Posted: March 17th, 2014 | Author: Michael Courtenay | Filed under: Favorite New Thought | Tags: Australian Vaccination Network, AVN, Black Salve, Cansema, Escharotics, Fake Cancer Treatments, Quackwatch, TGA, The Organic Gourmet, The Therapeutic Goods Administration, Time Magazine, Vaccinate Your Children | Comments Off on Anti-vaccine Group Forced to Change Name
We’ve been following the Australian Vaccination Networks -AVN – belligerence since mid 2013, when the anti-vaccination group was ordered by the Therapeutic Drug Authority to change its name.
The group has finally conceded.
AVN has changed its name to one that more clearly reflects its anti-vaccination views, the group will now be known as the Australian Vaccination-Skeptics Network.
The New South Wales Fair Trading Department has been pursuing the group for some time after receiving complaints about its misleading name.
The organisation tried to challenge a direction to find a new name but was last year ordered by the Administrative Decisions Tribunal to call itself something different :: Read the full article »»»»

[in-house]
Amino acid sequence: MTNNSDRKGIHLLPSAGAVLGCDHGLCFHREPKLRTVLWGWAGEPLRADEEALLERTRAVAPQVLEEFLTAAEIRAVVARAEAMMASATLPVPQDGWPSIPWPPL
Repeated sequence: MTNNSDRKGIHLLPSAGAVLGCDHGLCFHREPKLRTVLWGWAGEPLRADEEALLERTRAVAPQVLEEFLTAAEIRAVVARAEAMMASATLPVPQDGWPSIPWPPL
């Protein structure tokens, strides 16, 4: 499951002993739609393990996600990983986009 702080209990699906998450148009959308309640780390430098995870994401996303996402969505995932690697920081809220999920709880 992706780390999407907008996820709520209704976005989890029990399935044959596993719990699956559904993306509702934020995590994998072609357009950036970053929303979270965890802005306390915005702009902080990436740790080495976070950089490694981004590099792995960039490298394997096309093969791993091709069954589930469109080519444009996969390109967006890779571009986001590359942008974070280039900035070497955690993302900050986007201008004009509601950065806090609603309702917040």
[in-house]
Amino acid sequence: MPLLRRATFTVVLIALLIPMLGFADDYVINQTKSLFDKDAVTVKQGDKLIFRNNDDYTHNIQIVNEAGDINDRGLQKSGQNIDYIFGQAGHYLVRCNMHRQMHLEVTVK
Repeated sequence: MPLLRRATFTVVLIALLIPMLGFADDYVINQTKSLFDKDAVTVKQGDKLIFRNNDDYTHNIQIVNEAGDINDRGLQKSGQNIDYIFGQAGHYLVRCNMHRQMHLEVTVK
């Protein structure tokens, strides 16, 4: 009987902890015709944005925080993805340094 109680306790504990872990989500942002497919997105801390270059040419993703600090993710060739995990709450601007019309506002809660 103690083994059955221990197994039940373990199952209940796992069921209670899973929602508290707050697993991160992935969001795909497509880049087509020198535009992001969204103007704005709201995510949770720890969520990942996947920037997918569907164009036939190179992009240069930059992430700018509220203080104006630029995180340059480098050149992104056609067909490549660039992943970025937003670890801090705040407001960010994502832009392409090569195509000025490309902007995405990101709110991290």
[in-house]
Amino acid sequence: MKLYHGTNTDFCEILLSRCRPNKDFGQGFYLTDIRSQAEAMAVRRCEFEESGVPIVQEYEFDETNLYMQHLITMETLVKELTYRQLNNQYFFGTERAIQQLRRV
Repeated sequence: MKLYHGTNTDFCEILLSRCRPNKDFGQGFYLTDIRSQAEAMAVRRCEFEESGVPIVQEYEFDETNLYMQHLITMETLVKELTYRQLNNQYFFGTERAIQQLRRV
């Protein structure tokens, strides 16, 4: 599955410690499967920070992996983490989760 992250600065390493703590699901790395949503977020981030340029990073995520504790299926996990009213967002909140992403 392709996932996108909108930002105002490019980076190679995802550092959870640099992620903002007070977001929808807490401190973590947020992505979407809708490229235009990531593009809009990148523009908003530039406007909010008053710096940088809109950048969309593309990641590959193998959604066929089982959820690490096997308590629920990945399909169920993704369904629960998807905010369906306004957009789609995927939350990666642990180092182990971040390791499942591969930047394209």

Posted: June 24th, 2013 | Author: Michael Courtenay | Filed under: REBLOG! | Tags: Australian Vaccination Network, AVN, Black Salve, Cansema, Escharotics, Fake Cancer Treatments, Quackwatch, TGA, The Therapeutic Goods Administration, Time Magazine, Vaccinate Your Children | Comments Off on Anti-vaccine Group Ignores TGA Order
The anti-vaccination group that goes under the banner Australian Vaccination Network – AVN – has failed to comply with a Federal Government order to stop advertising a product as a treatment for cancer. The Therapeutic Goods Administration – TGA – found the group advertised “black salve” on its website and on a promotional DVD.
Black salve – also known as cansema is sold as an alternative treatment for cancer, including skin cancer. The product is commonly classified as an escharotic – a topical paste which burns and destroys skin tissue, leaving behind a thick black scar called an eschar – The TGA warns the substance is extremely corrosive and can leave significant scarring.
The authority ordered last month the group must stop advertising the product as a treatment for cancer, or suggesting that other cancer treatments are ineffective. The TGA said in its ruling the AVN “was not able to produce valid supporting evidence in relation to their claims”. It also said there was “no credible, reliable clinical or scientific evidence to demonstrate that the product is effective in the treatment of any cancer” :: Read the full article »»»»